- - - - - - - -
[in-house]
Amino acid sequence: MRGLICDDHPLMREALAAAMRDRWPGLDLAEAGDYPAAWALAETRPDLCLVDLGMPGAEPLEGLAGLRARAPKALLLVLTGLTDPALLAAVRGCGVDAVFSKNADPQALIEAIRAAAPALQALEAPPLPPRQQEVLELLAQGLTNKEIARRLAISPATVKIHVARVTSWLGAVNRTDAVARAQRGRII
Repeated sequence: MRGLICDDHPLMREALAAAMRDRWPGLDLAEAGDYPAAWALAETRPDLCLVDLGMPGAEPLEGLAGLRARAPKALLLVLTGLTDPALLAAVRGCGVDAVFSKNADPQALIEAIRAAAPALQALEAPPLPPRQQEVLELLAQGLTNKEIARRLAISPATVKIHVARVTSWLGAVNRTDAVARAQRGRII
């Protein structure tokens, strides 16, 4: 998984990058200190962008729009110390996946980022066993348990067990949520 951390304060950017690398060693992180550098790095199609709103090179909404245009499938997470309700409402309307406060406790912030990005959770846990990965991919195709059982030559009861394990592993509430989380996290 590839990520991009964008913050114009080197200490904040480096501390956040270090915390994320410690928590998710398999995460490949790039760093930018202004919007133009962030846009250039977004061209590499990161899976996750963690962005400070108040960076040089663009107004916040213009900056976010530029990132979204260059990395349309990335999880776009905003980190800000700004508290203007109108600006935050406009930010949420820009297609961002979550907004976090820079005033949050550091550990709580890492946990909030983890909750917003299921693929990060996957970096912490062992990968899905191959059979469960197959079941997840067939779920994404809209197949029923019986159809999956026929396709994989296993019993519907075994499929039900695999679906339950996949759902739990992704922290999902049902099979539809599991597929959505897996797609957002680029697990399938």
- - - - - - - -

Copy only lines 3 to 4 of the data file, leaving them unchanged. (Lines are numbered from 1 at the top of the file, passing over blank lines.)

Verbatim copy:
Repeated sequence: MRGLICDDHPLMREALAAAMRDRWPGLDLAEAGDYPAAWALAETRPDLCLVDLGMPGAEPLEGLAGLRARAPKALLLVLTGLTDPALLAAVRGCGVDAVFSKNADPQALIEAIRAAAPALQALEAPPLPPRQQEVLELLAQGLTNKEIARRLAISPATVKIHVARVTSWLGAVNRTDAVARAQRGRII
């Protein structure tokens, strides 16, 4: 998984990058200190962008729009110390996946980022066993348990067990949520 951390304060950017690398060693992180550098790095199609709103090179909404245009499938997470309700409402309307406060406790912030990005959770846990990965991919195709059982030559009861394990592993509430989380996290 590839990520991009964008913050114009080197200490904040480096501390956040270090915390994320410690928590998710398999995460490949790039760093930018202004919007133009962030846009250039977004061209590499990161899976996750963690962005400070108040960076040089663009107004916040213009900056976010530029990132979204260059990395349309990335999880776009905003980190800000700004508290203007109108600006935050406009930010949420820009297609961002979550907004976090820079005033949050550091550990709580890492946990909030983890909750917003299921693929990060996957970096912490062992990968899905191959059979469960197959079941997840067939779920994404809209197949029923019986159809999956026929396709994989296993019993519907075994499929039900695999679906339950996949759902739990992704922290999902049902099979539809599991597929959505897996797609957002680029697990399938």